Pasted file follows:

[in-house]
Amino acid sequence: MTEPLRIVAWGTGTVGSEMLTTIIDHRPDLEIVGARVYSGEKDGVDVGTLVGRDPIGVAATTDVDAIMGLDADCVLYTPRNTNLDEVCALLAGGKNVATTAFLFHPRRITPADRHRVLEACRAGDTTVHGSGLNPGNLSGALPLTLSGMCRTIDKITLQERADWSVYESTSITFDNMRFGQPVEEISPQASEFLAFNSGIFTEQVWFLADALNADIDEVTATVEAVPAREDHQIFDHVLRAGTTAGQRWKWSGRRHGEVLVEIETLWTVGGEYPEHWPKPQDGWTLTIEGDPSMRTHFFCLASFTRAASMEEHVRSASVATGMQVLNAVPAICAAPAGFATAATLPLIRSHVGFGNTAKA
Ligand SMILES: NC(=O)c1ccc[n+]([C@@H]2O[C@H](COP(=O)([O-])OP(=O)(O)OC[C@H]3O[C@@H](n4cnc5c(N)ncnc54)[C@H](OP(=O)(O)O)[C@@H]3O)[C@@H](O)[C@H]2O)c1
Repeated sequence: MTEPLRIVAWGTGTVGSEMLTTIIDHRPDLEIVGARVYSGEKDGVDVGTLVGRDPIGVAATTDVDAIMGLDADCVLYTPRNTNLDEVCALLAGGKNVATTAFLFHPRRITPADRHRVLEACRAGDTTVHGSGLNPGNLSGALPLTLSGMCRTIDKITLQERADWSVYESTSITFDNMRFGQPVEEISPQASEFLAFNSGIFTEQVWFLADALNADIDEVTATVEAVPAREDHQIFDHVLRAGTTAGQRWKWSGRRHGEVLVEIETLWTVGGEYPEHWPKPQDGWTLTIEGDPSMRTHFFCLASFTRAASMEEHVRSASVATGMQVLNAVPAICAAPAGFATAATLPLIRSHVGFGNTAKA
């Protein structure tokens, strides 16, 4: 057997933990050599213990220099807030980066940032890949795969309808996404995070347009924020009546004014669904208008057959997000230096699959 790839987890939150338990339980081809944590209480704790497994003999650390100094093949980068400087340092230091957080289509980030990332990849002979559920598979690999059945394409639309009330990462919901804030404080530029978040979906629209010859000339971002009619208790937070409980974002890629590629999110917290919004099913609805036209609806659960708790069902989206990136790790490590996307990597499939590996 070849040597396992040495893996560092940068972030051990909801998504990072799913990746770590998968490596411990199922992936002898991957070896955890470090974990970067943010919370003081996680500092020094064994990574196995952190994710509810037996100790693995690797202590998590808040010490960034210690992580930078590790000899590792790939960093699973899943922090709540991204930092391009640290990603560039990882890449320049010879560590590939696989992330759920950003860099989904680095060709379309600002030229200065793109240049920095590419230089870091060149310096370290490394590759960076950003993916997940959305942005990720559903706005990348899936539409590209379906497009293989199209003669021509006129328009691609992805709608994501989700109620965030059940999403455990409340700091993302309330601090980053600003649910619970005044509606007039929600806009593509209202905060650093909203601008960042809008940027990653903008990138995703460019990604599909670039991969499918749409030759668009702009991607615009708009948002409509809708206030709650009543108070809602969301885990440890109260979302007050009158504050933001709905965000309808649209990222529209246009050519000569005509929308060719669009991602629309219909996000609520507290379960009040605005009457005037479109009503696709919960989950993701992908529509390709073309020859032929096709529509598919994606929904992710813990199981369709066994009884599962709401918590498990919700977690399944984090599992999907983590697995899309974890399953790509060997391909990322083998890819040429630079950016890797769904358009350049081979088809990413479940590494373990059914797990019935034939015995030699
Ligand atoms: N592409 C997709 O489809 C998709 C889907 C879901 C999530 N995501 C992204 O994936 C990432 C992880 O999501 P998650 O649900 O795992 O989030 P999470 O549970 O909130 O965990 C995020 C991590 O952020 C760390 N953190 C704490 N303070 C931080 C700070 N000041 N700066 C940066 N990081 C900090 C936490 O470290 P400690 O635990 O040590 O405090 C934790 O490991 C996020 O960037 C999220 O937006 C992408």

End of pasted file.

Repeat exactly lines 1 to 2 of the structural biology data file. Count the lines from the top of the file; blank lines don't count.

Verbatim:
[in-house]
Amino acid sequence: MTEPLRIVAWGTGTVGSEMLTTIIDHRPDLEIVGARVYSGEKDGVDVGTLVGRDPIGVAATTDVDAIMGLDADCVLYTPRNTNLDEVCALLAGGKNVATTAFLFHPRRITPADRHRVLEACRAGDTTVHGSGLNPGNLSGALPLTLSGMCRTIDKITLQERADWSVYESTSITFDNMRFGQPVEEISPQASEFLAFNSGIFTEQVWFLADALNADIDEVTATVEAVPAREDHQIFDHVLRAGTTAGQRWKWSGRRHGEVLVEIETLWTVGGEYPEHWPKPQDGWTLTIEGDPSMRTHFFCLASFTRAASMEEHVRSASVATGMQVLNAVPAICAAPAGFATAATLPLIRSHVGFGNTAKA